<b>***This article contains SPOILERS for <i>Animal Man #18</i>, released this week.</b>*** <p><i>by George Marston, Newsarama Contributor</i> <p><p>DC Comics has a long history with young sidekicks, and the children of superheroes. Unfortunately, superhero universes are inherently dangerous places, and when you've got children being placed in harm's way time and time again, tragedy is bound to strike more than a few of them. For evidence, look no further than the last couple of weeks, with the deaths of both Damian Wayne, the most recent Robin; and Cliff Baker, the son of Animal Man. <p><a href=http://blog.newsarama.com/2013/02/27/what-social-responsibility-does-comics-have/>Observers have noticed</a> something of a history at DC of young characters meeting an untimely demise. Whether they're being specifically targeted or it's just a result of 70-plus years of high-stake stories isn't quite clear, but here's a look at some of the DC Universe's youngest victims over the decades. Some of them were high-profile superheroes, and some were simply unlucky enough to be caught in the crossfire between good and evil. <p><i>Got a comment? There's lots of conversation on Newsarama's <a href=http://www.facebook.com/Newsarama><b>FACEBOOK</b></a> and <a href=http://twitter.com/newsarama><b>TWITTER</b></a>!</i> <p>
Cliff Baker was the young son of Buddy Baker, better known as Animal Man. Though he exhibited some of his father's abilities in previous continuities, his most current iteration was simply a non-powered teenage boy. He was killed by the Rot in this week's <b>Animal Man #18</b>.
Marvin White and Wendy Harris, adapted from characters of the same names who appeared on <i>Superfriends</i>, were young prodigies who took up residence in Titans Tower, acting as the Teen Titans' care takers and tech specialists. <p>Marvin was killed in 2008, when "Wonder Dog," the stray dog that Miss Martian brought into Titans Tower, turned out to be a demonic entity, killing Marvin, and leaving Wendy comatose.
Lian Harper, the young daughter of former Teen Titan and Justice Leaguer Roy Harper, was killed by Prometheus at the end of 2010's <b>Cry For Justice</b> mini-series, when he destroyed most of Star City, the home of Harper and his former mentor, the Green Arrow. <p>Enraged by her death, Green Arrow murdered Prometheus, and Harper himself fell back into his addiction to drugs.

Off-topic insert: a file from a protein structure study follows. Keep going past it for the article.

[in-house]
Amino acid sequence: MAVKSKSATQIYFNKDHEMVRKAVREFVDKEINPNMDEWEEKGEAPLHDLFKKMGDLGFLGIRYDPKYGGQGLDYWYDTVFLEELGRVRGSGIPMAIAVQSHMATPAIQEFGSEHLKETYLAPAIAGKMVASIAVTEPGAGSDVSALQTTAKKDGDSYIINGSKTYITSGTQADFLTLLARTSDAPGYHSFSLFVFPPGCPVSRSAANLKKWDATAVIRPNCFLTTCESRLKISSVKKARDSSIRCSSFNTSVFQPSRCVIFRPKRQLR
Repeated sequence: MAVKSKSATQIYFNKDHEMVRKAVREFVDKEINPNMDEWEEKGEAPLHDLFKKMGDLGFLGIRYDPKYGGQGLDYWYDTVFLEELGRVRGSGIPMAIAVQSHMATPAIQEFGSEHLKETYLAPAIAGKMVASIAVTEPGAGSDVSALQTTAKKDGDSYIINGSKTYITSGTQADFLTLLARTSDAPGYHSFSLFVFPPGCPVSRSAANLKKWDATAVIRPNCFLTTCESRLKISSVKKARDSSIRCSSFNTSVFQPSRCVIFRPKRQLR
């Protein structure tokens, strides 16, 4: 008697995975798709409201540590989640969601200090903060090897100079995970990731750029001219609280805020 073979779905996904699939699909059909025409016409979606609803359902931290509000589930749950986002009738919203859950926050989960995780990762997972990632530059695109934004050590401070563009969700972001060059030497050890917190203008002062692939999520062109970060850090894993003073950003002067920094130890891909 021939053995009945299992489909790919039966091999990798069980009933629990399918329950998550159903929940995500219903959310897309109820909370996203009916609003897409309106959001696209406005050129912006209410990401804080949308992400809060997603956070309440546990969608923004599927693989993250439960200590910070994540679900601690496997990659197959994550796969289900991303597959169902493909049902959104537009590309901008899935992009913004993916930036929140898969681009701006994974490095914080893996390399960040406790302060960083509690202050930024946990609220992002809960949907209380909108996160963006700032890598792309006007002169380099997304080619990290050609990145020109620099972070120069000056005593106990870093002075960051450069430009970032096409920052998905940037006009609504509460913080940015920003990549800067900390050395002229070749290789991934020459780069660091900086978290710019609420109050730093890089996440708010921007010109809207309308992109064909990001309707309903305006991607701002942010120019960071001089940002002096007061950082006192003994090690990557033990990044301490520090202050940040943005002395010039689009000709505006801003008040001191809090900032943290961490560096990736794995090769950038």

Terra has the dubious distinction of having died twice while a member of the Teen Titans. The first Terra was a double agent placed on the team by Deathstroke, their archenemy. She died at the end of the legendary story "The Judas Contract" in 1984 when she collapsed a building on herself in an attempt to finish the Titans. <p>The second Terra, a clone of the original, was killed while doing battle with Black Adam in 2007's "World War III."
Damian Wayne was the son of Batman and Talia al Ghul, and raised by Talia's League of Assassins to kill his father. After becoming Robin to Dick Grayson's Batman when Bruce Wayne was seemingly killed by Darkseid, Damian remained in the role after his father returned. <p>Damian was killed in <b>Batman, Inc. #8</b> while battling his own super-aged clone, the Heretic.
Kara Zor-El was killed while saving Superman's life from the Anti-Monitor in <b>Crisis on Infinite Earths #7</b>. While she was no longer the young naive hero, she was still Superman's only remaining relative. <p>After her death, DC's continuity rebooted for the first time, erasing all surviving Kryptonians other than Superman from canon, resulting in this version of Supergirl not being seen again for over 20 years.
Connor Kent, the young clone of Superman (and Lex Luthor) who first came to prominence after Superman's death, died in <b>Infinite Crisis #6</b> while fighting Superboy Prime, his insane doppelganger from an alternate reality. <p>He subsequently returned, and is currently headlining his own series as part of The New 52.
Though her death was later revealed to have been a ruse, Stephanie Brown was the second Robin killed in the line of duty during the "War Games" story that ran through all Batman titles in 2004 and 2005. <p>Her death sent shockwaves through the fan community, and she remains in limbo in current DC continuity.
Jason Todd was the first of Batman's sidekicks to be killed in action. Created to replace Dick Grayson when he became Nightwing, Jason Todd proved so unpopular that fans were given a chance to vote by phone on whether he would live or die. <p>Fans voted that he should die, and he was killed at the hands of Batman's arch-nemesis, the Joker. Like many on this list, he came back, and is up front in DC's ongoing series <i>Red Hood and the Outlaws</i>.
In a surprisingly dark story for 1977, Black Manta reveals that he is African American, and makes a bid to take over Atlantis to secure it as a new kingdom to be ruled by black citizens. <p>Capturing Aquaman's entire family, he places Arthur, Jr., a very small child at the time, in an oxygen tank, refusing to free him until Aquaman and his sidekick Aqualad fight to the death. Despite escaping Black Manta's scheme, Aquaman fails to save his son, who asphyxiates in the oxygen. The story lead to the dissolution of Aquaman's partnership with Aqualad, but also to the end of his marriage to Mera, Arthur, Jr.'s mother.